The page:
VLSI for Ambulatory EEG Epilepsy Monitoring
Department of Health and Human Services
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Small Business Information
ELECTRICAL GEODESICS, INC.
1600 Millrace Drive, Suite 307, Eugene, OR, 97403
Socially and Economically Disadvantaged:
ROBERT VAN METER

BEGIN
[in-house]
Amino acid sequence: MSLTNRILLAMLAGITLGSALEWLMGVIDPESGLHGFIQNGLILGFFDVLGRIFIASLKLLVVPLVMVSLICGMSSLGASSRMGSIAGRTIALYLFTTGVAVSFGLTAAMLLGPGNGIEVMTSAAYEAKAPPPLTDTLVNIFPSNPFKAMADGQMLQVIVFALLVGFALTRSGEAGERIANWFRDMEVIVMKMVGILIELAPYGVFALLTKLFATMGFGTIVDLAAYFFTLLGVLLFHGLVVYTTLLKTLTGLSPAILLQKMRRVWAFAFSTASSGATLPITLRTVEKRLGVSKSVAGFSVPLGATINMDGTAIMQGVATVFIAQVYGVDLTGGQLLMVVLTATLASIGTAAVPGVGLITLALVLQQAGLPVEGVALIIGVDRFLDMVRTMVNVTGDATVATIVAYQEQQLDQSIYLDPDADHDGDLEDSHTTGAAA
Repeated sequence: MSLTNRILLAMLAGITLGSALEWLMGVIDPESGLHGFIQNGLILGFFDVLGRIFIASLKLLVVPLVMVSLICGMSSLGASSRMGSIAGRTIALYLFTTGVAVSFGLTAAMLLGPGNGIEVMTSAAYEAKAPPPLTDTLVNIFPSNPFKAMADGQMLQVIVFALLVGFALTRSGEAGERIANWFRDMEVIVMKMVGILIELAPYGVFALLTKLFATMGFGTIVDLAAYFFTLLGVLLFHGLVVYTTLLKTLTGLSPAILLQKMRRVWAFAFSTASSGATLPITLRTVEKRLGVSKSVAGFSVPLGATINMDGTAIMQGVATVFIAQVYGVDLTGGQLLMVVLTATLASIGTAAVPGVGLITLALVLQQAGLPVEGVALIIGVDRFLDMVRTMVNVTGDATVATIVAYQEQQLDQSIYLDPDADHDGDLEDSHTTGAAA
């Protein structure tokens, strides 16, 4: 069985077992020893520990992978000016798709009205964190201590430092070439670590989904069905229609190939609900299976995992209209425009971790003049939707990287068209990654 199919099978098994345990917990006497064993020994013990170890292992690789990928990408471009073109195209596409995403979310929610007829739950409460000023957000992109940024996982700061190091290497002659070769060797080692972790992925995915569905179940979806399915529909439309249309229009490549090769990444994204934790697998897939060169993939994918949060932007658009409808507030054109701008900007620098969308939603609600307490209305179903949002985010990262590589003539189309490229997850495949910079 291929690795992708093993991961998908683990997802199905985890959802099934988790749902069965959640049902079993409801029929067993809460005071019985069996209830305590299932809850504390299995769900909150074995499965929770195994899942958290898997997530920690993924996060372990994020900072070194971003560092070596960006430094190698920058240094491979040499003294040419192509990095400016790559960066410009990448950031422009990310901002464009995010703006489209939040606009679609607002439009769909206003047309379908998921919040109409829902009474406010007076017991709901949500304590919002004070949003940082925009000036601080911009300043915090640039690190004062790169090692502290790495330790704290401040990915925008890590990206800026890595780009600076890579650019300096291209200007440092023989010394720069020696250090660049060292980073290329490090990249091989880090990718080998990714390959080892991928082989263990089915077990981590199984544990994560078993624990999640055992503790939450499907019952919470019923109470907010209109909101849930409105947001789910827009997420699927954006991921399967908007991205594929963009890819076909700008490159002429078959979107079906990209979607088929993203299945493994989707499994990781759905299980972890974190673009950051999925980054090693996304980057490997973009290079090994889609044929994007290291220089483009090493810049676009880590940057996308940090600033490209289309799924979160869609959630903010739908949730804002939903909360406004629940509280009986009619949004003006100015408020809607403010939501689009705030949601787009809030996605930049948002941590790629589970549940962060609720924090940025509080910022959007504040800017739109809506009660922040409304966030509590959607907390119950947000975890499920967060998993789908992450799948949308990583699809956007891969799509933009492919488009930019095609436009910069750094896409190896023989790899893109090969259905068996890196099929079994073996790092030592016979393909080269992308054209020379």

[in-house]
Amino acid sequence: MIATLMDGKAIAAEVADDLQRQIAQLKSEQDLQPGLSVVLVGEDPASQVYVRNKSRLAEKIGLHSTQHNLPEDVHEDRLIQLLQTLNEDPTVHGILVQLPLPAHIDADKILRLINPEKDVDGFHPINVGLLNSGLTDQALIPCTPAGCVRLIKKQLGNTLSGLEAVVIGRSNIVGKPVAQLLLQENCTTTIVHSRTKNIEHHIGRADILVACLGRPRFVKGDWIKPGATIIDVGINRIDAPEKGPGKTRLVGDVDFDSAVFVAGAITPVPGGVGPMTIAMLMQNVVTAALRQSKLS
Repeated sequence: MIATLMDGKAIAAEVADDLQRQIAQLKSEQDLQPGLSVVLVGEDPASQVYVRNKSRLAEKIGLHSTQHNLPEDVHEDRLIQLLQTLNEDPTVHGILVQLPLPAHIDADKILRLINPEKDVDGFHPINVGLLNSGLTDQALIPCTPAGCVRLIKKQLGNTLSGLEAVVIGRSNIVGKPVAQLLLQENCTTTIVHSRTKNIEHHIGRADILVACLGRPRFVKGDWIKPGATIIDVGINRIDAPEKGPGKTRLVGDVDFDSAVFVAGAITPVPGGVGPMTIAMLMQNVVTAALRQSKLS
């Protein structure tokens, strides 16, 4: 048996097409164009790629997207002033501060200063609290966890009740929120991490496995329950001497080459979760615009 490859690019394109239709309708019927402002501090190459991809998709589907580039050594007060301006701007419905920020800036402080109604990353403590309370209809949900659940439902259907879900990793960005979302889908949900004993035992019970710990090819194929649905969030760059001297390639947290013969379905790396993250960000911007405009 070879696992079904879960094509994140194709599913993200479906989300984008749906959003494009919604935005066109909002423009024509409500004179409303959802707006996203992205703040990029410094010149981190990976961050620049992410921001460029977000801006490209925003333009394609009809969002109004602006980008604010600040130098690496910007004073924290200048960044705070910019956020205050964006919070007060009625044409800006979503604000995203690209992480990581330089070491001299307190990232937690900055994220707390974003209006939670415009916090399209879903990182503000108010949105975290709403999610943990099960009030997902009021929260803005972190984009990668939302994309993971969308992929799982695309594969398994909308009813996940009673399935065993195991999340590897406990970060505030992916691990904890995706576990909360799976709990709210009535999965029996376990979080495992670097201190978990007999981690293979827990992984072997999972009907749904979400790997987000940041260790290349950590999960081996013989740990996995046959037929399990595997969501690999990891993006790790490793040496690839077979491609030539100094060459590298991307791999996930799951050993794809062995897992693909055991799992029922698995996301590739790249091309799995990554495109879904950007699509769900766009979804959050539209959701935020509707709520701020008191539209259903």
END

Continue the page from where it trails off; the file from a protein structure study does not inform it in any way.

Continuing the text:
AbstractDESCRIPTION (provided by applicant): The goal of this research is to create custom analog VLSI semiconductor technology to provide a lightweight, compact implementation of a data acquisition system for ambulatory EEG recording using EGFs Geodesic Sensor Net, an electrode system noted for its comfort and ease of installation even with very high channel counts (to 256 electrodes). Recent high-performance laboratory EEG amplifier designs are providing full DC bandwidth capability, by using a single 24-bit delta-sigma A/D converter for each channel. This capability is especially important in epilepsy studies, for prompt recovery from artifact situations (such as might easily occur during seizures), as well as because very low frequency phenomena may be clinically significant. By combining multiple input instrumentation amplifier channels and delta-sigma modulators on a single chip, and integrating the digital filtering and signal processing functions of multiple delta-sigma converters on a single FPGA (Field Programmable Gate Array) we can implement a full-bandwidth system design with much smaller overall size and reduced power consumption, compared to existing systems. Ambulatory systems are gaining increasing acceptance in EEG for epilepsy assessment, because of lower costs of outpatient recording and better opportunities to capture epileptiform events, with longer recording times in a variety of settings. One recent study of source localization of epileptic foci has shown that dense array EEG provides substantial improvements in source estimation, while a study in our own lab indicates that dense array also facilitates improved rates of interictal spike detection. Thus, any conventional (low density) research or clinical strategy (including efforts directed at seizure prediction and suppression) risks substantially sub-optimal result. In addition to the benefits for fully ambulatory applications, our proposed system will also lead to greater acceptability of inpatient high-density recordings, because of improved patient mobility and comfort of an un-tethered data acquisition mode. The system will incorporate local disk storage or a wireless data link for continuous downloading to a base station.
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